$${e}_{\{{{{{{{{{\bf{c}}}}}}}}}_{1},...,{{{{{{{{\bf{c}}}}}}}}}_{K}\}}(u)=\frac{1}{T}\mathop{\sum}\limits_{t}| q\left(\{{{{{{{{{\bf{c}}}}}}}}}_{1},{{{{{{{{\bf{c}}}}}}}}}_{2},...,{{{{{{{{\bf{c}}}}}}}}}_{K}\}(\! \le \! t)\right)-u(t+{{\Delta }}t)|,$$

where T denotes the length of the data. In this context, excluding the Granger causality from ck to u implies that the function q does not depend on ck. We formally define this concept as follows.

Definition 3

Assume that all the higher-order causal links for node u are included in the candidate set {c1, . . . , cK}. Also, assume that ck is not a subcomplex of any other candidate simplicial complex and further that the inequality

$${e}_{\{{{{{{{{{\bf{c}}}}}}}}}_{1},...,{{{{{{{{\bf{c}}}}}}}}}_{K}\}}(u)+{\epsilon }_{{{{{{{{\rm{e}}}}}}}}}\ge {e}_{\{{{{{{{{{\bf{c}}}}}}}}}_{1},...,{{{{{{{{\bf{c}}}}}}}}}_{k-1},{{{{{{{{\bf{c}}}}}}}}}_{k+1},...,{{{{{{{{\bf{c}}}}}}}}}_{K}\}}(u)$$

is satisfied. Then, the simplicial complex ck is not the causal factor in Granger’s sense for node u, where ϵe is a threshold taking positive value. That is, the complex ck is not a higher-order neighbor of node u.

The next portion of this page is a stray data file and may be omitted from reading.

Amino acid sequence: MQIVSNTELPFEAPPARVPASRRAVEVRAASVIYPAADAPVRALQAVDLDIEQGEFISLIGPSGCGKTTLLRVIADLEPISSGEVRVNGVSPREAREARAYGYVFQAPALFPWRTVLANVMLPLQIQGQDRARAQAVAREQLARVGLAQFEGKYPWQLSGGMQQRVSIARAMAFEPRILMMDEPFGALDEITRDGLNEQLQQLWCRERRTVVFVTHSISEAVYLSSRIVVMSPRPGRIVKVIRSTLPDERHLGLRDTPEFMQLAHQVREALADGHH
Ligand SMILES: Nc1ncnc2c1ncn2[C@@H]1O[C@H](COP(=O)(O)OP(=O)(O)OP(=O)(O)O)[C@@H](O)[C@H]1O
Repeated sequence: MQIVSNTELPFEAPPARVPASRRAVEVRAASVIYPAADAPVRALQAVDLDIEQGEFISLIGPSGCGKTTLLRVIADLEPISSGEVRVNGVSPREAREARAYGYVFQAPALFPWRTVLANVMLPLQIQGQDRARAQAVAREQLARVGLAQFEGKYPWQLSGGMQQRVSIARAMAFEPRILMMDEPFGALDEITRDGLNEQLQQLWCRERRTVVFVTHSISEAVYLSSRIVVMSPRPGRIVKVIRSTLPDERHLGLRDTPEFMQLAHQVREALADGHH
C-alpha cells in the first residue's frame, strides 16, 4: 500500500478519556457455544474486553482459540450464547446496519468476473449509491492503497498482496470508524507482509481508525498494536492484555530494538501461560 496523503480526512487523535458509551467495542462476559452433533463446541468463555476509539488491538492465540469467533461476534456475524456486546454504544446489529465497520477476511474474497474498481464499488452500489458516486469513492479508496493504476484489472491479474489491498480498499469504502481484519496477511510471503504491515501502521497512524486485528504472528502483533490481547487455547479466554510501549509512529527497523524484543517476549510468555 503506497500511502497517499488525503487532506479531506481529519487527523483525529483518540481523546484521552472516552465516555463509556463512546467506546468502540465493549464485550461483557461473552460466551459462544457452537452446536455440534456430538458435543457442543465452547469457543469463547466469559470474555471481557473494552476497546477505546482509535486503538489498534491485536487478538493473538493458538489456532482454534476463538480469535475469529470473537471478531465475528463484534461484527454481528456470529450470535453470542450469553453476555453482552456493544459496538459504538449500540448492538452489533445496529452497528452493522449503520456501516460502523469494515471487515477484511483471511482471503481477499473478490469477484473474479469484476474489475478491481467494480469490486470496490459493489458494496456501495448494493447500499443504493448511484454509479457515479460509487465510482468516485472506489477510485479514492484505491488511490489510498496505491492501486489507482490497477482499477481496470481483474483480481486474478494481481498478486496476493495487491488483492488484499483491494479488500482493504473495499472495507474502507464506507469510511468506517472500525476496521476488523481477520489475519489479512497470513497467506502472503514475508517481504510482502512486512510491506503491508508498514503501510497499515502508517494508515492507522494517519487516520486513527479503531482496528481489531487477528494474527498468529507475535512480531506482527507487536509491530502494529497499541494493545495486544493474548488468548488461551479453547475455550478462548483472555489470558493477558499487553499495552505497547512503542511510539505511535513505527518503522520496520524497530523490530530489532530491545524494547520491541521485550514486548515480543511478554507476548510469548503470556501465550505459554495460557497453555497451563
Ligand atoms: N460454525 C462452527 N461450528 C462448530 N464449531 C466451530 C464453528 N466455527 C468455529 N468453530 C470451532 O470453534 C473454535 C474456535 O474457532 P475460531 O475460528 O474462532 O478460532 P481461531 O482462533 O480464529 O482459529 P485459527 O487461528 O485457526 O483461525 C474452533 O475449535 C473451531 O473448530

In truth, other metrics may also be used to evaluate prediction performance. We propose a greedy strategy that searches for the exact higher-order neighbors and filters candidate complexes in order of decreasing dimension and importance. The algorithmic process is briefly outlined in Algorithm 1 of Table 1, with additional details about the algorithm and the selection of the threshold ϵe provided in Supplementary Note 1.2.

Task (II): Predicting dynamics using the HoGRC framework. Using the inferred higher-order interactions, we provide data for each node and its higher-order neighbors to the HoGRC, which then predicts subsequent values over time. By continually adding the most recent forecasted values to the input data, we can make multistep-ahead predictions.